Two mutton chops were covered with cold water; one boiled a gallop, while the other simmered very gently for three-quarters of an hour: the chop which was slowly simmered was decidedly superior to that which was boiled; it was much tenderer, more juicy, and much higher flavored. The liquor which boiled fast was in like proportion more savory, and when cold had much more fat on its surface. This explains why quick boiling renders meat hard, etc, because its juices are extracted in a greater degree.
Reckon the time from its first coming to a boil.
The old rule of 15 minutes to a pound of meat, we think rather too little: the slower it boils, the tenderer, the plumper, and whiter it will be.
For those who choose their food thoroughly cooked (which all will who have any regard for their stomachs), twenty minutes to a pound for fresh, and rather more for salted meat, will not be found too much for gentle simmering by the side of the fire, allowing more or less time, according to the thickness of the joint, and the coldness of the weather: to know the state of which, let a thermometer be placed in the pantry; and when it falls below 40 °, tell jour cook to give rather more time in Both roasting and boiling, always remembering, the slower it boils the better.
Without some practice it is difficult to teach any art; and cooks seem to suppose they must be right, if they put meat into a pot, and set it over the fire for a certain time, making no allowance whether it simmers without a bubble or boils a gallop.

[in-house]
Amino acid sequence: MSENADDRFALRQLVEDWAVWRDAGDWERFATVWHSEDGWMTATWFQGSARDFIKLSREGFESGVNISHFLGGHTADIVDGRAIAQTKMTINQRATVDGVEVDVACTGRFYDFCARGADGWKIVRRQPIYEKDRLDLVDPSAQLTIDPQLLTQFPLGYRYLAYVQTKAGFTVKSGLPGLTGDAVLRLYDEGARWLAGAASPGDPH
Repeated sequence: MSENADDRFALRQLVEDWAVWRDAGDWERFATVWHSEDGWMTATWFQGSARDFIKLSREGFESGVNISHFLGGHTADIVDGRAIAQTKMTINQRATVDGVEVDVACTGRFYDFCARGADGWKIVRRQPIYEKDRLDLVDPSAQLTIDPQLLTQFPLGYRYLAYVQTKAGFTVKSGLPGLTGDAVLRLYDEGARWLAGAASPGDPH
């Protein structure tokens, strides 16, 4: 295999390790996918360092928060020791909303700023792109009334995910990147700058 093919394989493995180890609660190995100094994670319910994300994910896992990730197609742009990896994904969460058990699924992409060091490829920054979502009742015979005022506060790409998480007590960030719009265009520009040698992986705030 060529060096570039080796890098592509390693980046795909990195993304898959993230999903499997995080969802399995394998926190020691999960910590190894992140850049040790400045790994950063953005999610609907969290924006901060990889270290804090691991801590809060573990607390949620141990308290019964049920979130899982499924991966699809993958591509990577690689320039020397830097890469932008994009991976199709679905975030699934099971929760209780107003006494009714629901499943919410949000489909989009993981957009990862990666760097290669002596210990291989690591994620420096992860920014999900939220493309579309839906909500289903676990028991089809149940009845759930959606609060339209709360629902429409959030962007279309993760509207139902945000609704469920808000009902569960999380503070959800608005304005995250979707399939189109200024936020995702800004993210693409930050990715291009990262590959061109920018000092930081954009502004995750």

Fresh-killed meat will take much longer time boiling than that which has been kept till it is what the butchers call ripe; and longer in cold than in warm weather: if it be frozen, it must be thawed before boiling as before roasting; if it be fresh-killed, it will be tough and hard, if you stew it ever so long, and ever so gently. In cold weather, the night before the day you dress it, bring it into a place of which the temperature is not less than 45 degrees of Fahrenheit's thermometer.
The size of the boiling-pots should be adapted to what they are to contain: the larger the saucepan the more room it takes upon the fire, and a larger quantity of water requires a proportionate increase of fire to boil it.
In small families we recommend block-tin saucepans, etc. as lightest and safest. If proper care is taken of them, and they are well dried after they are cleaned, they are by far the cheapest; the purchase of a new tin saucepan being little more than the expense of tinning a copper one.
Let the covers of your boiling-pots fit close, not only to prevent unnecessary evaporation of the water, but to prevent the escape of the nutritive matter, which must then remain either in the meat or in the broth; and the smoke is prevented from insinuating itself under the edge of the lid, and so giving the meat a bad taste.
If you let meat or poultry remain in the water after it is done enough, it will become sodden, and lose its flavor.
Beef and mutton a little under-done (especially very large joints, which will make the better hash or broil,) is not a great fault; by some people it is preferred: but lamb, pork, and veal are uneatable if not thoroughly boiled; but do not over-do them.
A trivet or fish-drainer put on the bottom of the boiling-pot, raising the contents about an inch and a half from the bottom, will prevent that side of the meat which comes next the bottom from being done too much, and the lower part of the meat will be as delicately done as the other part; and this will enable you to take out the contents of the pot, without sticking a fork, etc. into it. you have not a trivet, use four skewers, or a soup-plate laid the wrong side upwards.